In our society, lawlessness can take many forms. Sometimes, the person extorting money from you isn’t a man with a gun, but a person with a neatly-pressed suit and a PR agency explaining why what he’s doing is right and just. Roger Toussaint and the members of the Transport Workers Union are currently extorting from the City of New York, with the ongoing threat of damage to the tune of $420 million per day.
A system of laws is designed to protect us from all sorts of criminals. The strike is illegal, and designed to extort a pay raise of 8% per year for the next three years out of the citizens of NYC. Note that the strikers currently earn between $47,000 and $55,000 a year — before overtime — to drive buses and subways. The drivers are already earning far more than the median income of those who rely on public transportation to get to work — and now they are demanding a huge increase, and resorting to illegal action to get it.
The Torah has what to say about this as well. There are economic laws in the Torah about laborers and property owners. The overriding principle is one of fairness. A person is not allowed to ignore his or her obligations in order to get what he or she wants.
There are apparently 30 applicants for every new opening at the MTA. Those applicants are currently riding those buses and subways to get to their current, lower-paying jobs. The people hurt most by this strike are not those who get to work by car, limousine, or Internet connection. They are the very people currently making far less than the guy (or gal) who drives the MTA vehicles that get them to work, who would gladly take their jobs if given the opportunity — and do them just as well.
There is a law of economics at work here as well, called supply and demand. There’s simply no justifying a $55,000 salary, much less a $69,000 salary — as it will be three years from now, were the city to cave in — in order to drive a bus. If you want a $69,000 salary, you go to college or start a business. You don’t sit behind the wheel of a bus and then extort the citizens of New York to get an unreasonable wage for the work performed.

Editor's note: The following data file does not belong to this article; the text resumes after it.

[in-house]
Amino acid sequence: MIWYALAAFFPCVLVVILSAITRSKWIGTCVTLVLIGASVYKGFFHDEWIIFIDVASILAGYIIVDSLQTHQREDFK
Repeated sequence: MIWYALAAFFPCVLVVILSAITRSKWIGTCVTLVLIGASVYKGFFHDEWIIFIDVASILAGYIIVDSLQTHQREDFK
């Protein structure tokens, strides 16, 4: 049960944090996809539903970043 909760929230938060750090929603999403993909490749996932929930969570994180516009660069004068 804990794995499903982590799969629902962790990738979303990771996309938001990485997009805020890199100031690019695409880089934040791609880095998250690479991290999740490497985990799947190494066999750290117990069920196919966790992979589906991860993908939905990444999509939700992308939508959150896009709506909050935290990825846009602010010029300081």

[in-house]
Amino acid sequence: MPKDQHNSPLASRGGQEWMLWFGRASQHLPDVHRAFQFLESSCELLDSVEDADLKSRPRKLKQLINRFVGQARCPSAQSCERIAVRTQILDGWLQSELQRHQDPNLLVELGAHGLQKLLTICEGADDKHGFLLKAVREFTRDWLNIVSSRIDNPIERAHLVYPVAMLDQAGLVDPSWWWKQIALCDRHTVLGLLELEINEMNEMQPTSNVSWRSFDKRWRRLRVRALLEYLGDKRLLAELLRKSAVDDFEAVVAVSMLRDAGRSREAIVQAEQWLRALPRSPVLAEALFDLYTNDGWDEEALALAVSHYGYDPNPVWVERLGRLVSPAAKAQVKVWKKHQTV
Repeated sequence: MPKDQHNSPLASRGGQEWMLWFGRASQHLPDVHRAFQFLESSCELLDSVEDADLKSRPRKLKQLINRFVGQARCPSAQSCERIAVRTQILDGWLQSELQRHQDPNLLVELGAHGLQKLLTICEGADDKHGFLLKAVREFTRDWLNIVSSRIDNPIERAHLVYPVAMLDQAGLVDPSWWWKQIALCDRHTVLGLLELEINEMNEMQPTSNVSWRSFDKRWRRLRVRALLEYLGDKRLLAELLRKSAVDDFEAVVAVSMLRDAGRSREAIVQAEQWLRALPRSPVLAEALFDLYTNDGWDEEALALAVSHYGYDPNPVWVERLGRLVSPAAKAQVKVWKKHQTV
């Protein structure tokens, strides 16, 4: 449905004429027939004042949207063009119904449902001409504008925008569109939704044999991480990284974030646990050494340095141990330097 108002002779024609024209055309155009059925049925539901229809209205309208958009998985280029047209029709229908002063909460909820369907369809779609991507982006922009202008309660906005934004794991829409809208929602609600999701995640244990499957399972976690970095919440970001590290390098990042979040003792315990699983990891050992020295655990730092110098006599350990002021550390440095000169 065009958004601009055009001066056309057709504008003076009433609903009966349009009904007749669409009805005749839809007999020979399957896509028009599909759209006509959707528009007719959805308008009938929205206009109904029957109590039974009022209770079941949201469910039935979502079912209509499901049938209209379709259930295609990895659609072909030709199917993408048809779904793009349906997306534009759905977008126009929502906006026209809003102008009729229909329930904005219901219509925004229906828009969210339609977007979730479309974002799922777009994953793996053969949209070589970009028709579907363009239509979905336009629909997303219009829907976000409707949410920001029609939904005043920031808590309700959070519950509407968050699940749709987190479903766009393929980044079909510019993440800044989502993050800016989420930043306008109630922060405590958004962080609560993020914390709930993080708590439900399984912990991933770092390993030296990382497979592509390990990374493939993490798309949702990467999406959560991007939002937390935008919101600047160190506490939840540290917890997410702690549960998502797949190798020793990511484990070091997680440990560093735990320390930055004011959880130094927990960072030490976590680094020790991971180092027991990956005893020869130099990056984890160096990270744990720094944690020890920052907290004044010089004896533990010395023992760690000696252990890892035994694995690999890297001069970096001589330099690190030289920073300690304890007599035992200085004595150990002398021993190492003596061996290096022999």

In 1981, an illegal strike was called by the Air Traffic Controllers’ union, PATCO. They, too, tried to extort money, and predicted that if they were replaced, a disastrous wave of plane crashes would sweep the country.
They underestimated the resolve of Ronald Reagan. For the sake of all the taxpayers of NYC, I hope Michael Bloomberg proves to be made of the same stuff.
UPDATE: Suitably Flip reports that the hearing ongoing at this hour relates to criminal contempt, meaning that by law Toussaint could be jailed until the strike ends. Sounds like a plan. The transit workers union local was foolish enough to have open comments on their strike blog — though the friendly remarks from their fellow New Yorkers have now all been deleted, it was too late — Michelle Malkin has some good ones (she also prints the claim that the average transit workers’ salary is $62,500, nearly 2.5 times that of a starting cop with the NYPD). Seems like not too many people are taking the union side on this one.
UPDATE II: Mark Tapscott makes an argument similar to mine (without the Torah references, of course), with links to Ronald Reagan’s statement and an historical overview of that case.